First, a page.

Foster Youth Advocate: How the College Admissions Scandal Can Produce Some Good (Guest Column)

Courtesy of Subject
Peter Samuelson

Producer Peter Samuelson argues that any scholarships or income from fines be redirected to underprivileged students — especially those in the foster care system.

It’s hard to pick the most distasteful player in the cast of characters populating "Admissionsgate." The "consultants" who deployed bribery and phony exam-takers to "side-door" admissions applications? The proctors, teachers and instructors who willingly perverted the testing exercise? The parents who cynically corrupted their kids’ admission process with a gross (and richly funded) sense of entitlement? The administrators and coaches who proved themselves all too corruptible?

In this tale, villains abound. Victims, too, for every freshman class spot fraudulently awarded represents theft from a worthy child — with none more worthy and deprived than the 435,000 disadvantaged foster children in the United States. As the volunteer president and founder of First Star, the national 501(c)(3) that creates pathways to college for foster youth, I see daily the difference that higher education makes in the life of an underprivileged student, offering a pathway to a healthy and happy adult life. Yet, after "aging out" of the foster care system at 18, a tiny 9 percent of these kids get to college — while 50 percent are soon indigent, homeless or incarcerated.

Once removed from their families because of abuse or neglect and placed under the government’s care, foster children become the children of all of us. Yet, they can barely dream of the privilege afforded to the children of Admissionsgate — and indeed, all too often, we leave them deprived of the education that would pivot their lives to the light.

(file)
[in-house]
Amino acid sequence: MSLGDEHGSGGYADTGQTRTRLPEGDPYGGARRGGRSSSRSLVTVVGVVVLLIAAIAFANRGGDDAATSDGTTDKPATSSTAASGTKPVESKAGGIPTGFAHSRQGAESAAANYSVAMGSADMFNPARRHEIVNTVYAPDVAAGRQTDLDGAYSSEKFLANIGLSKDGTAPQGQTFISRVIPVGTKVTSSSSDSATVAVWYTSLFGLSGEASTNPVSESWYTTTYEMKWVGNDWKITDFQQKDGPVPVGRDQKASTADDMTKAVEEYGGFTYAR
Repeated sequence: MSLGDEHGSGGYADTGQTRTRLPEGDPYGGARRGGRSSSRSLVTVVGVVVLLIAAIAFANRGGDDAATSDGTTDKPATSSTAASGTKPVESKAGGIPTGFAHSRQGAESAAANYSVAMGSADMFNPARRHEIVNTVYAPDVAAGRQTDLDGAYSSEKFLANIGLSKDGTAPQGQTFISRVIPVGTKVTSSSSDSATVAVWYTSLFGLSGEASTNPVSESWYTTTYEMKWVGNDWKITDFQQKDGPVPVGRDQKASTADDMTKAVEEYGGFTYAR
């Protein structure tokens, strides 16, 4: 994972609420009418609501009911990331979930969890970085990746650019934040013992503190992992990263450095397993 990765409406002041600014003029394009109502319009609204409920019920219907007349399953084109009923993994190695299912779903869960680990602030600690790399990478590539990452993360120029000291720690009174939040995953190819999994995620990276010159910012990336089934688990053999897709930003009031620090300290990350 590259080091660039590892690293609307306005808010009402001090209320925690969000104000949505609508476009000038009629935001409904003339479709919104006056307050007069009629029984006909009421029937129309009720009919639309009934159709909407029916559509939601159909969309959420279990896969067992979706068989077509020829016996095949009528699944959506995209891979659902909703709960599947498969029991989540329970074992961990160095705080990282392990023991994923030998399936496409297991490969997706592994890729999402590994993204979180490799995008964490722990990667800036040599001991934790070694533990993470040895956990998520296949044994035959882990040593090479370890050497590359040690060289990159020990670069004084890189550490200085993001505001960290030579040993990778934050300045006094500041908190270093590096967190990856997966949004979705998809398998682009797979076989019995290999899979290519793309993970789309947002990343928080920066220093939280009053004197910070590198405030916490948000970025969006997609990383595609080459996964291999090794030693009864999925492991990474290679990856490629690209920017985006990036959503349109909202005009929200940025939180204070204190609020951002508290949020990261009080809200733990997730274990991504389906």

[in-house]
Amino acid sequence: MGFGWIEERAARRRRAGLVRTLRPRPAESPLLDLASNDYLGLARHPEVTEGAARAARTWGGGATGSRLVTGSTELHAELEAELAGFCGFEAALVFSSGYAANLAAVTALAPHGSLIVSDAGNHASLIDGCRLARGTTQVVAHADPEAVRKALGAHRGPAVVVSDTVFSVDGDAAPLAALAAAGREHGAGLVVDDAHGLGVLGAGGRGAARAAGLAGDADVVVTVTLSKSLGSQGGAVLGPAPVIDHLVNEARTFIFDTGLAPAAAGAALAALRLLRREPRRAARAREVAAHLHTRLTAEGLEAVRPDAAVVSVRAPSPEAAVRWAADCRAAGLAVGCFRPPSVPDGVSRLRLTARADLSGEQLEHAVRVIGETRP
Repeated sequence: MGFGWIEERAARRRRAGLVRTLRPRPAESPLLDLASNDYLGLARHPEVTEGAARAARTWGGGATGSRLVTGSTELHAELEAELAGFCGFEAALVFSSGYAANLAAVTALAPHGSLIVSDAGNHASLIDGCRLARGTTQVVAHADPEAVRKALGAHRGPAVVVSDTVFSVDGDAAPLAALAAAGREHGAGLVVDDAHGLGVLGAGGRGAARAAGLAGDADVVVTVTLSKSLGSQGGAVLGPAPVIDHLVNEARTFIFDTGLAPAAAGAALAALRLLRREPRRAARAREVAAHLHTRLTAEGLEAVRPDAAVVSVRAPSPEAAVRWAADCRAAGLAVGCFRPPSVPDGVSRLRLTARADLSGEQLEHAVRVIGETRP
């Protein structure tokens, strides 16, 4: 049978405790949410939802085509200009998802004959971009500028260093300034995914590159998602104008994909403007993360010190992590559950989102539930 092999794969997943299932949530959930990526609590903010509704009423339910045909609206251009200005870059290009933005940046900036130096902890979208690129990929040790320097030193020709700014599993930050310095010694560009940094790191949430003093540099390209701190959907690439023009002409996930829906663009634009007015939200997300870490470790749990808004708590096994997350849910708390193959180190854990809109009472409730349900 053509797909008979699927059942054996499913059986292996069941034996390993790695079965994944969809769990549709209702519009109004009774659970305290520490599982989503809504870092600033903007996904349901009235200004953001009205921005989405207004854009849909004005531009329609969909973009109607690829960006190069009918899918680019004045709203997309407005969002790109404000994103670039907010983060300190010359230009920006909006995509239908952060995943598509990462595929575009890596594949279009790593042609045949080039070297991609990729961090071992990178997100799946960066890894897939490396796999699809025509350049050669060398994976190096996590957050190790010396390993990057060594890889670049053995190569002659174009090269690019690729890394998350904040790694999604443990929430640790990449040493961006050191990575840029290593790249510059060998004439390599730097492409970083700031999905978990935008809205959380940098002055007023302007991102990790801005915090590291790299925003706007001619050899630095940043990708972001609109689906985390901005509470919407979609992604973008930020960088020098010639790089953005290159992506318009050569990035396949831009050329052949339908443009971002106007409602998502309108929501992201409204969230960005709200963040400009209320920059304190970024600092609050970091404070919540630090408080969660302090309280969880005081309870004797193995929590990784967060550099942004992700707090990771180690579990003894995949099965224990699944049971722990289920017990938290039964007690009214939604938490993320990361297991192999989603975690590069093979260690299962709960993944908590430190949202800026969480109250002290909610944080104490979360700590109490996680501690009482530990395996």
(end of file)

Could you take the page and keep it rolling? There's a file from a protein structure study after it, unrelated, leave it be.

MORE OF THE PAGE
I’ve made two dozen films as a producer or executive producer. Surely those of us blessed with the megaphone of working in media have a special responsibility to advocate via the stories we tell — against apathy and inhumanity, and for justice and decency. I suggest we still have the opportunity to craft a happier ending for this tale.

This week, Wanda Austin, USC's interim president, indicated that at least $1.3 million in donations from those alleged to have been involved in Admissionsgate will be redirected to scholarships for underprivileged students. It’s a wonderful step, and we should do even more. 

If financial penalties are imposed by the criminal justice system on Admissionsgate’s perpetrators, let’s be sure that the greater part of all of the fines generated goes to helping qualified, needy students get to college — with a significant portion allocated specifically to foster youth.

Life’s inequities are legion — but not all are as visible as Admissionsgate. This sad episode will wrap up eventually, but too many of our fellow citizens, and many of the youngest among them will remain trapped at the margins of our society. So, let’s seize the opportunity now to transform outrage into good, and keep arcing our most troubling stories toward righteous conclusions.

Peter Samuelson has produced more than two dozen films, including the recently completed Foster Boy, starring Matthew Modine and Louis Gossett, Jr. He is also the founder of five leading children's charities, including First Star.